Do probiotics have an effect on healthy adults? It's too early to tell

May 9, 2016

There is little evidence to support any consistent effect of probiotics on the gut microbiota of healthy individuals, according to a systematic review published in the open access journal Genome Medicine. The World Health Organization defines probiotics as live microorganisms which confer a health benefit to the host if administered in adequate amounts and probiotics products are often marketed toward the general population. However, evidence for their effects on bacteria living in the guts of healthy adults remains elusive.

The study by researchers at the Novo Nordisk Foundation Center for Basic Metabolic Research at the University of Copenhagen is a of seven randomized controlled trials (RCTs) investigating the effect of probiotic products on the fecal microbiota of healthy adults.

Nadja Buus Kristensen, PhD student and junior author, said: "According to our systematic review, no convincing evidence exists for consistent effects of examined probiotics on fecal microbiota composition in healthy adults, despite probiotic products being consumed to a large extent by the ."

"A systematic review of experimental evidence allows us to pull together evidence and look at the relationship between probiotic products and the composition of the fecal microbiota in healthy people using explicit, systematic methods, ensuring the highest level of evidence," she said.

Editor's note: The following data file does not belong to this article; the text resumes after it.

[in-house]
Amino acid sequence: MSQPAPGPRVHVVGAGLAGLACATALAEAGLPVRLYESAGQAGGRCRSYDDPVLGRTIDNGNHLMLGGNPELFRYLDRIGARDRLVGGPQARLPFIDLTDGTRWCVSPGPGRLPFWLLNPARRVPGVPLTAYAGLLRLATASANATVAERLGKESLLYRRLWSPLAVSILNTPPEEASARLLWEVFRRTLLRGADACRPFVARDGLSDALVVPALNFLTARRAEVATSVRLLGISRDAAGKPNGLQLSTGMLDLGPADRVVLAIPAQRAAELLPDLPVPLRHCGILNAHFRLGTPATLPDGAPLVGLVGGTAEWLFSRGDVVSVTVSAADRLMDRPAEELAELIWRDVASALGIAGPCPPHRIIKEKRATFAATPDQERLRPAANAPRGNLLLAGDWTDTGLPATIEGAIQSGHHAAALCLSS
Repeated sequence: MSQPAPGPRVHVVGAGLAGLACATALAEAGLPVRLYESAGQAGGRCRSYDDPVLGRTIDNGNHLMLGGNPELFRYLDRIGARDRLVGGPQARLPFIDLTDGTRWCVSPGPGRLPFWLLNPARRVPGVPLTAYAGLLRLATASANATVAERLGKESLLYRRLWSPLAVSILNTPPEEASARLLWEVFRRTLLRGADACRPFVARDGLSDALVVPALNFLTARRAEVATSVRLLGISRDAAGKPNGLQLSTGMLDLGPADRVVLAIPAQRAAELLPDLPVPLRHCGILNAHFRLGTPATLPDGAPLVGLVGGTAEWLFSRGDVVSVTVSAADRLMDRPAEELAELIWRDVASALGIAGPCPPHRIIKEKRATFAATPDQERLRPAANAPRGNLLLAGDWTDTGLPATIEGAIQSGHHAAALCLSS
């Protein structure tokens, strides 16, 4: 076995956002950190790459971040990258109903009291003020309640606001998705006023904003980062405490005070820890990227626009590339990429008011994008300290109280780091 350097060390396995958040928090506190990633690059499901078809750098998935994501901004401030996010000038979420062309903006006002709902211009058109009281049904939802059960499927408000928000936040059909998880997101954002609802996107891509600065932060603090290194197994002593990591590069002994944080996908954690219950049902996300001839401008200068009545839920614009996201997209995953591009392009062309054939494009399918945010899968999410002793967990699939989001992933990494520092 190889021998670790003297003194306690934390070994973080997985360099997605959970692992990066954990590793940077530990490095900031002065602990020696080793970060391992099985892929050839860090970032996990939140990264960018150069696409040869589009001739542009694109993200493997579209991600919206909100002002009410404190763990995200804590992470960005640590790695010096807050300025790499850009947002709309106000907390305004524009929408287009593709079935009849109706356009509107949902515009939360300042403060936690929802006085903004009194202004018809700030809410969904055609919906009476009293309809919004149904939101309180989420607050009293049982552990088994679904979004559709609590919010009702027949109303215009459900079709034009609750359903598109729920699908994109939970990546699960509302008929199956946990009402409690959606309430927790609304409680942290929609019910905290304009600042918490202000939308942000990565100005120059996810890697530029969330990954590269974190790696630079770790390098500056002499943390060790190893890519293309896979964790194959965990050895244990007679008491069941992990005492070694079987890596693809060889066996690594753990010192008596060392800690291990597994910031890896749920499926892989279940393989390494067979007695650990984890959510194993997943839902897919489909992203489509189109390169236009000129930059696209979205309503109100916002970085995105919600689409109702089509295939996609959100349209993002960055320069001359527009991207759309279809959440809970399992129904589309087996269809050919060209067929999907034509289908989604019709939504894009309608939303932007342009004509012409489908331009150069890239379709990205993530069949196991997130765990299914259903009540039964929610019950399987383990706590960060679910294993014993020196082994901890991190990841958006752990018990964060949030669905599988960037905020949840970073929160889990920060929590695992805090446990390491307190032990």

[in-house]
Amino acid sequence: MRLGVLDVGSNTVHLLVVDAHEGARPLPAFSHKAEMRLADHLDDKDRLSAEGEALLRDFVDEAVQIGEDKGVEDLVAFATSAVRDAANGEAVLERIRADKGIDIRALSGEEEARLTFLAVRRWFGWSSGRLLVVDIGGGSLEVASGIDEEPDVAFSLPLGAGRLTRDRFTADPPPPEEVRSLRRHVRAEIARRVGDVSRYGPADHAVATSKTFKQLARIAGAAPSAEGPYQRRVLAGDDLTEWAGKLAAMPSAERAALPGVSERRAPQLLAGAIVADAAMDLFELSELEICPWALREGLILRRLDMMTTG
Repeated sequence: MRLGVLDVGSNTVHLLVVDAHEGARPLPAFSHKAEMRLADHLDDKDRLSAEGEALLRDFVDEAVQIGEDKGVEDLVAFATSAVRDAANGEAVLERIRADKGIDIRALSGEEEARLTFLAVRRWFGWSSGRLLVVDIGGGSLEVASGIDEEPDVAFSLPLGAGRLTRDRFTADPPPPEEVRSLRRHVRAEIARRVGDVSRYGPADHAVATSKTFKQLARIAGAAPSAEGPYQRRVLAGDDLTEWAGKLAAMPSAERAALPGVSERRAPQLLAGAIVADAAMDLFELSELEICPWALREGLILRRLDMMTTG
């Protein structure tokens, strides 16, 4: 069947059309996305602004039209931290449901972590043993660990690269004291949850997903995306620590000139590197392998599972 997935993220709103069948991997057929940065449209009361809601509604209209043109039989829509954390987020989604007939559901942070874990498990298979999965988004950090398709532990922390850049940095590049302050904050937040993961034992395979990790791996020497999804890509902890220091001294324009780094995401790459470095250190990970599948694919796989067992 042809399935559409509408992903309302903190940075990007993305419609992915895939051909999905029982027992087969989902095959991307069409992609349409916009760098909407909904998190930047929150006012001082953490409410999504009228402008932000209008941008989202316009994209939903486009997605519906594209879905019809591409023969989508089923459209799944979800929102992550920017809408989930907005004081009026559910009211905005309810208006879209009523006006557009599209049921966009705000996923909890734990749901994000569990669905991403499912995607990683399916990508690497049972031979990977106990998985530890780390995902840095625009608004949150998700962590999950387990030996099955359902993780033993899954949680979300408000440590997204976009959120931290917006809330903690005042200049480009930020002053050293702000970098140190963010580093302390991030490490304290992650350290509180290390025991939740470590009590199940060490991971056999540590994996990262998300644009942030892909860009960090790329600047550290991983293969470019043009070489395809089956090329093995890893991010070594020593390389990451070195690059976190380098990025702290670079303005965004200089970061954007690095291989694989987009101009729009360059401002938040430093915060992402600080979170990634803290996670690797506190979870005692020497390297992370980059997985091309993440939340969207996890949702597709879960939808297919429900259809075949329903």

The researchers investigated RCTs for reported effects of probiotics on the overall structure of the fecal microbiota of healthy adults, including the number of species present, the evenness (distribution of species within the populations) and whether the probiotics groups of study participants as a result of the intervention had different changes in bacteria living in their gut than the placebo groups.

The authors found that of the seven original RCTs included in the study, only one observed significantly greater changes in the bacterial species composition of the fecal microbiota in individuals who consumed probiotics compared to those who did not.